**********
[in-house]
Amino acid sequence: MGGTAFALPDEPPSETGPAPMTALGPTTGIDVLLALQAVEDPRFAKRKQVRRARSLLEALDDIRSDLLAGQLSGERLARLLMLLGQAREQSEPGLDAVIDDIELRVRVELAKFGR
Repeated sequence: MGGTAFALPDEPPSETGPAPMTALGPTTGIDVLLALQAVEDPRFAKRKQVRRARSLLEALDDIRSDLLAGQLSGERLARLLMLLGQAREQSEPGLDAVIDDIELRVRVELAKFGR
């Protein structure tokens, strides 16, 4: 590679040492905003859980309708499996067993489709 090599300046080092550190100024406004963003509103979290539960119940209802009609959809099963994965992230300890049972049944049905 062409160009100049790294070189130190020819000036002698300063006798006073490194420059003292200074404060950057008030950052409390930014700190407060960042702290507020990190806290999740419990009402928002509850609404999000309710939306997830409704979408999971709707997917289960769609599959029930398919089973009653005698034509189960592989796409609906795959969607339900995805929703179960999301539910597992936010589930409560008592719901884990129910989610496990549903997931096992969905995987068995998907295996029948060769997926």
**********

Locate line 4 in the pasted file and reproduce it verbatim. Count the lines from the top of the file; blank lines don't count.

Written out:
């Protein structure tokens, strides 16, 4: 590679040492905003859980309708499996067993489709 090599300046080092550190100024406004963003509103979290539960119940209802009609959809099963994965992230300890049972049944049905 062409160009100049790294070189130190020819000036002698300063006798006073490194420059003292200074404060950057008030950052409390930014700190407060960042702290507020990190806290999740419990009402928002509850609404999000309710939306997830409704979408999971709707997917289960769609599959029930398919089973009653005698034509189960592989796409609906795959969607339900995805929703179960999301539910597992936010589930409560008592719901884990129910989610496990549903997931096992969905995987068995998907295996029948060769997926």